How the CBC Thinks about Content

If you watch this video by Tod Maffin about the CBC’s new “integrated newsroom” in Vancouver you’ll get a good overview of the corporation’s new view of “content” as something akin to generic slop that you ladle out of the universe, pass through a magic content-massaging machine, and then distribute on multiple “platforms.”  It looks something like this:

The New CBC Content Model

In this model radio, television and the web are reduced to lowly status as “content delivery vehicles” and the central notion is that content is content, no matter the “platform” and the old medium-specific model of the CBC is no longer relevant.

Here’s what I think the content model for the CBC should look like:

The CBC Content Model I Prefer

Central to my model is the notion that there is no such thing as content before you take real life and mix it with the unique characteristics of a particular medium.  The reporting process, in other words, and most importantly the medium-specific reporting process, is what conjures this thing called “content” into being.

The simple-minded notions of radio as “television without pictures” and the web as a “newspaper without printing presses” ignores the notion that, dare I say it, the medium is the message and that the storytelling capabilities of each medium each have unique qualities.

We’ve already seen the foibles of CBC’s new cross-platform-synergy here in Prince Edward Island where on some days we end up hearing two or three re-purposed television news stories from the previous night’s Compass replayed on Island Morning verbatim but for the “back to you Bruce” handover at the end.

When, as happened earlier this week, the television news story happens to contain narration that refers to things that you need to be able to see — this week’s example saw reporter Sally Pitt referring to “the man in the black shirt” — it’s simply a glaring demonstration of a larger underlying problem: radio isn’t just “television without pictures” and demands the care, experience and skills of a radio journalist to be used to its full potential.  Running television news stories on the radio makes no more sense than running radio news stories on television.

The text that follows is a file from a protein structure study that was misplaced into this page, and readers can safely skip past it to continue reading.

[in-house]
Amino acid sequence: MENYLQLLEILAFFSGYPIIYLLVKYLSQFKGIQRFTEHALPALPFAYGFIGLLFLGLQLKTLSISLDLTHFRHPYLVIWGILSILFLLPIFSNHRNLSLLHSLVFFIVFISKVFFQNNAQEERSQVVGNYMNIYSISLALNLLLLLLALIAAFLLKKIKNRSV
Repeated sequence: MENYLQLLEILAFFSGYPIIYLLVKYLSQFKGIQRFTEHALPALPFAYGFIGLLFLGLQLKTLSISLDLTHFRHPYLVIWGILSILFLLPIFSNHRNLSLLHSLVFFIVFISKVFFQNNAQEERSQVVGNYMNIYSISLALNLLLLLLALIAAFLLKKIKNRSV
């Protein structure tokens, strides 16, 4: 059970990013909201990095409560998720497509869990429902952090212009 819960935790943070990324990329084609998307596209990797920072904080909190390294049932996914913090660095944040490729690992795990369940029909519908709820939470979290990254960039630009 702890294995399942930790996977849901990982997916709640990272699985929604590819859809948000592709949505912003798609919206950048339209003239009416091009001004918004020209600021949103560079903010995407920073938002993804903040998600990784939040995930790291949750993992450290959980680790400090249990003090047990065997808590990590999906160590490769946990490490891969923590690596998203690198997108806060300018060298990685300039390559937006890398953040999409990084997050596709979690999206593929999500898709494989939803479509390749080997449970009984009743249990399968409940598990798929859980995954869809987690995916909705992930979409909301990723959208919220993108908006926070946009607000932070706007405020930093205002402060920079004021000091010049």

I’m afraid that, as CBC Prince Edward Island journalists are called to do more with less — operating a 90 minute newscast without a third-larger complement of reporters, for example — we’re only going to see more of this.  And that’s too bad, especially for CBC Radio.  Telling stories on the radio is one of the things the CBC has always excelled at, and the corporation has produced some of the world’s finest radio journalists.  

If radio is to be repositioned by the CBC as “television lite” and the web is to be simply another amorphous bucket for medium-neutral content, I’m afraid what we’re going to end up with is a gelatinous mass of poorly reported “content” that is capable of truly informing absolutely no one.


Marian's picture
Marian on July 27, 2009 - 02:10

Re: “it’s simply a glaring demonstration of a larger underlying problem: radio isn’t just “television without pictures” and demands the care, experience and skills of a radio journalist to be used to its full potential. Running television news stories on the radio makes no more sense than running radio news stories on television.”